Liane Gutcher's opinion piece 'Boys' go from Kabul to the Oscars - but who benefits? (February 22), about the Academy Award-nominated short film Buzkashi Boys, makes some important points about the film and media industry in Afghanistan.
Afghanistan is certainly lacking in media experts. All the television stations are in competition to hire the few people who understand how to produce, film and edit, and how to be a journalist.
The country urgently needs a media school to train people to operate cameras, lights and sound equipment, as well as video editors and reporters.
Nothing has happened, even though - if my information is correct - millions of dollars have been given to the Government Media Information Centre.
It is also rumoured that the German government is prepared to provide €1 million (Dh 4.8 million) a year to train young people in Afghanistan.
In all my years in Afghanistan, I have not seen anybody graduate from these programmes. If there were such people, I would immediately hire them.
All TV stations are in need, but nobody listens. Money is wasted in the way Ms Gutcher has pointed out in her article.
My dreams is to see an independent media school where expatriates train Afghanistan's future media experts.
I can guarantee that every single graduate will find a well-paid job. Afghanistan has about 70 television stations and they are all in need of staff.
Andreas Wilmers, 1 TV Media, Afghanistan
Pros and cons to Indian budget
I'd like to comment on India unveils risk-averse budget with polls in mind (March 1).
I believe the budget will help the poor and bring economic equality to the country.
Safety, agriculture, women and youth will all benefit from this budget.
However, I oppose the plan to give loans to farmers with small landholdings.
When the Irish government gave loans to small businesses, most of the them failed and the loans were not repaid, adding to government debt.
Abdulla Nidal, Grade 10, Wesgreen International School, Sharjah
English lessons hold pupils back
It was interesting to read University courses grow in diversity (February 28).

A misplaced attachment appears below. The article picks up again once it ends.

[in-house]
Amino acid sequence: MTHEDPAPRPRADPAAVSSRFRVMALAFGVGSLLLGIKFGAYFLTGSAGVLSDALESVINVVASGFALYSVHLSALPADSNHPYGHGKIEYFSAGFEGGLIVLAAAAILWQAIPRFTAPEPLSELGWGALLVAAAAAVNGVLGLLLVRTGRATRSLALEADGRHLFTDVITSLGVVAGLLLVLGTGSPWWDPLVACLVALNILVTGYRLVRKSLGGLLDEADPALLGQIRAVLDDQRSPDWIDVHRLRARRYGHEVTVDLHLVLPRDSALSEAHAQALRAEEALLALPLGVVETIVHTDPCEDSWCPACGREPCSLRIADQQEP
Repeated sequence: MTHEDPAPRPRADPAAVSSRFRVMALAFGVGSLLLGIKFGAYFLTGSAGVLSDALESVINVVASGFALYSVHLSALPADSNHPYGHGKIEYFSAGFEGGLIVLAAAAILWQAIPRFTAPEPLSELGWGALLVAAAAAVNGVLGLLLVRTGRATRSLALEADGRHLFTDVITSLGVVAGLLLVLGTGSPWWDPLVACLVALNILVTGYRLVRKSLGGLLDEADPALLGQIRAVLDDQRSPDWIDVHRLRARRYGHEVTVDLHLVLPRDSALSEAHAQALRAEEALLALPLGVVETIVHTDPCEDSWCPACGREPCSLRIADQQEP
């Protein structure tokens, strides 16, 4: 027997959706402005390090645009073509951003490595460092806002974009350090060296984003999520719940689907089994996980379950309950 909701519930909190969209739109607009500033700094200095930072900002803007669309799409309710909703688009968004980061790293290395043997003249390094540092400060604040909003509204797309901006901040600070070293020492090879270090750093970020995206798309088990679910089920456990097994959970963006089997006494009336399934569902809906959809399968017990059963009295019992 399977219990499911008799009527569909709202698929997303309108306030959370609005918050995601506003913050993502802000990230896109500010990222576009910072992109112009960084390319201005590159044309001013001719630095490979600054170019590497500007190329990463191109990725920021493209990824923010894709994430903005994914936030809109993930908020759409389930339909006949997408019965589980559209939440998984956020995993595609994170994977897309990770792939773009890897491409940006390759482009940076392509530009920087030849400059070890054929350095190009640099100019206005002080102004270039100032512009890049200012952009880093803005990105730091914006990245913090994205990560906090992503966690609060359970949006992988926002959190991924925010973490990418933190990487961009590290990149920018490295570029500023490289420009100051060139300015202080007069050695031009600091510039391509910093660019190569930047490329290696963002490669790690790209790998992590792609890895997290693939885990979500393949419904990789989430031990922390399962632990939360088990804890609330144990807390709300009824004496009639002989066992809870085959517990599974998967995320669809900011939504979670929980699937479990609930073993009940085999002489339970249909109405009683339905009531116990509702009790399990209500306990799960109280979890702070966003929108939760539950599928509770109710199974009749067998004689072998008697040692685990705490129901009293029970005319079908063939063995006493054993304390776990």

I was one of the many people who applauded the Ministry of Education's decision to have all university courses taught in English.
Having worked in further education in the UAE for several years, I am beginning to wonder whether it was quite such a good idea as it first seemed.
The level of English among the many students entering university and college courses in the UAE is extremely low. In many cases, it is non-existent.
I have first-hand experience of how demotivating it can be for students to have to study English intensively for a year simply to begin their degree or diploma programme.
Taking a degree course is demanding enough for most people, without having to cope with the extra stress of learning in a foreign language.
Name withheld by request
Gender selection belongs in past
I am writing in response to Gender test for embryos fires debate (March 2).
Sex selection belongs to the time where female infanticide used to be part of the culture of the dark ages.
Genetic treatment to reduce the risk of diseases is one thing, sex selection is another.
Joe Burns, Dubai
Expo bid plays to UAE's strengths
I was glad to read Inspectors call UAE visit 'very positive' (March 1) regarding Dubai's bid for the 2020 World Expo.
This is a wonderful opportunity for the UAE to display its top-notch construction skills.
E Zabalawi, Dubai
Falling gold price not a good thing
The headline of your article, Falling gold price presents entry opportunity (March 3), appears to be at odds with the content of the story.
Why would anyone invest in gold after this discouraging news?
K Ponder, US